How do you become a successful woman entrepreneur? You strike a balance. You create an action plan that allows you to step away. You delegate, delegate, delegate. You hire a team that you trust and you train and empower them accordingly. 

And that, my friends, is how you create the balance that will help your business thrive. 

What have you built that helps you create balance? What could you build or improve to help you create balance?

Empower Yourself, Too

Want to know something I’ve learned about successful women in business? They learn. A lot. And they don’t stop learning. Even when they’ve reached a level of success. 

Because learning is the most powerful tool we have to empower ourselves. 

I had a lot on my plate, but I still was constantly asking my peers for advice. And reading books. And nonstop listening to podcasts. 

And the leadership skills I learned helped me show up differently at work, in my family, and even in my community. 

Those skills lead me to loosen up the stranglehold perfectionism had on me and confidently step into my role as a boss. And at the same time, they freed up time for me to do what’s important to me as a human and as an entrepreneur: dream, vision, and reconnect with the passion that got me to where I was in the first place. 

How do you stay humble and stay learning? Do you have a mentor?

And While You’re at it, Invest in Your Own Development

Our processes and our people have a huge impact on our success as entrepreneurs. But we, as leaders, also have an enormous responsibility to invest in ourselves and create the kind of company we want to have. 

I hired a coach, for example, because I wanted to fast track my success. The best way I know how to do that is to get a good coach on your side.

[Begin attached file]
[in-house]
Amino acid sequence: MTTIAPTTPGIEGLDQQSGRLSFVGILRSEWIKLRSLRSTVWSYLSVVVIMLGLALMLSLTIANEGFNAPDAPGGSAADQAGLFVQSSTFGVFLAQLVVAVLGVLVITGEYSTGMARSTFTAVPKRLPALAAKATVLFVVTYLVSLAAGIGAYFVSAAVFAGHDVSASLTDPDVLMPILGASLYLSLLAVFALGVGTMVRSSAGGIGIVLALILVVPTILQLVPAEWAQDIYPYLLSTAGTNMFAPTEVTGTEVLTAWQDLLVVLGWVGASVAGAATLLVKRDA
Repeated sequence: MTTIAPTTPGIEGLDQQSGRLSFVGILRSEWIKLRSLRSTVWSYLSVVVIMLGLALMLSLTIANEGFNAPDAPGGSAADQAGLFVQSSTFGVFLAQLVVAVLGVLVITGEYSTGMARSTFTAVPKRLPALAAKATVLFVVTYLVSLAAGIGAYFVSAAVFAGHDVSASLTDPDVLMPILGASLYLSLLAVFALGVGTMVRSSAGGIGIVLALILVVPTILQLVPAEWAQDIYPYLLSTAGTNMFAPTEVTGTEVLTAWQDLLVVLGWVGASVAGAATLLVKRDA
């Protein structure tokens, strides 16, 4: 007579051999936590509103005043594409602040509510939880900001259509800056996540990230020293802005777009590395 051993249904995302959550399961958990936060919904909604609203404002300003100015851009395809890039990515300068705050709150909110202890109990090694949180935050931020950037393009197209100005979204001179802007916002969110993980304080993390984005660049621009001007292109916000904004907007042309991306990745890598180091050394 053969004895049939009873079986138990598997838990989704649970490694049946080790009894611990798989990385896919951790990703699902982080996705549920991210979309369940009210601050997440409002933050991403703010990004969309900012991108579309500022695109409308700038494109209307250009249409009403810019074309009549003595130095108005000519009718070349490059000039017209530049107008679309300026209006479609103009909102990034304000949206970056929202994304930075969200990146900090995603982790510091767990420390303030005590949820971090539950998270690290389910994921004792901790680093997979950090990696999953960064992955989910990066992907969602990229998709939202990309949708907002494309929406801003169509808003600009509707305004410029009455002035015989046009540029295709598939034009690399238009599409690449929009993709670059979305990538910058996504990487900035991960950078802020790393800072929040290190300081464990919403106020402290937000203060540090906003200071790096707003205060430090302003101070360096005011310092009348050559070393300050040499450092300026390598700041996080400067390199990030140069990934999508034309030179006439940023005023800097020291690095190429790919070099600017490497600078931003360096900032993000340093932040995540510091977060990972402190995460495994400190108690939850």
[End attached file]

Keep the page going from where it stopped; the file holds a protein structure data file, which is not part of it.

And I made up guidelines for myself that would help me maintain the balance I had worked so hard to achieve. For example: For every child I have, I take at least one day off per week. Because I don’t want to miss out on time with my kids—that’s a priority I have. Now that I have three kids, I take off at least three days a week. (That’s right, I only work two days a week in my practice right now, and I’m about to go down to one!)

When I talk about investing in your development, I also mean investing in your emotional and personal development. I’ve talked about it before, but perfectionism and imposter syndrome held me back considerably for way too long. If you could have heard the voice inside my head, you’d see I didn’t have it all together, despite the way I might have looked. It was a voice totally driven by fear.

I had to do a ton of work to develop my own confidence and kick that nagging voice to the curb. That required investing in myself through coaching, awareness, and paying attention to my behaviors and beliefs, while actively working to dispel some of my more detrimental habits. 

What personal goals are you working towards? What support do you need to get there?

How do you become a successful woman entrepreneur?” Is a big question. But I think the answer is that it is a lifelong process of learning and growing. 

If you’re ready to invest in yourself and build some confidence of your own, I invite you to check out E-School: Everyday Endo Made Easy. I’ve seen this course change the lives of so many dentists—empowering them to take on new challenges and grow their practice. Maybe you’ll be next!  

– Sonia